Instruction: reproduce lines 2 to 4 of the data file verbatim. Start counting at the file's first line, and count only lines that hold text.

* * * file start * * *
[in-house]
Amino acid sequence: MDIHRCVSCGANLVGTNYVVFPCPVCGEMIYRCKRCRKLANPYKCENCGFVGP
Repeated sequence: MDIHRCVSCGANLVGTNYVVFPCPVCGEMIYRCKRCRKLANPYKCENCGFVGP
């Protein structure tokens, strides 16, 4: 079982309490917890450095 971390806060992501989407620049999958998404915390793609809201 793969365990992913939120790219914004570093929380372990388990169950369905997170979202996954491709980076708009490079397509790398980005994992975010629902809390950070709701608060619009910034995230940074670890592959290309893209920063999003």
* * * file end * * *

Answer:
Amino acid sequence: MDIHRCVSCGANLVGTNYVVFPCPVCGEMIYRCKRCRKLANPYKCENCGFVGP
Repeated sequence: MDIHRCVSCGANLVGTNYVVFPCPVCGEMIYRCKRCRKLANPYKCENCGFVGP
């Protein structure tokens, strides 16, 4: 079982309490917890450095 971390806060992501989407620049999958998404915390793609809201 793969365990992913939120790219914004570093929380372990388990169950369905997170979202996954491709980076708009490079397509790398980005994992975010629902809390950070709701608060619009910034995230940074670890592959290309893209920063999003």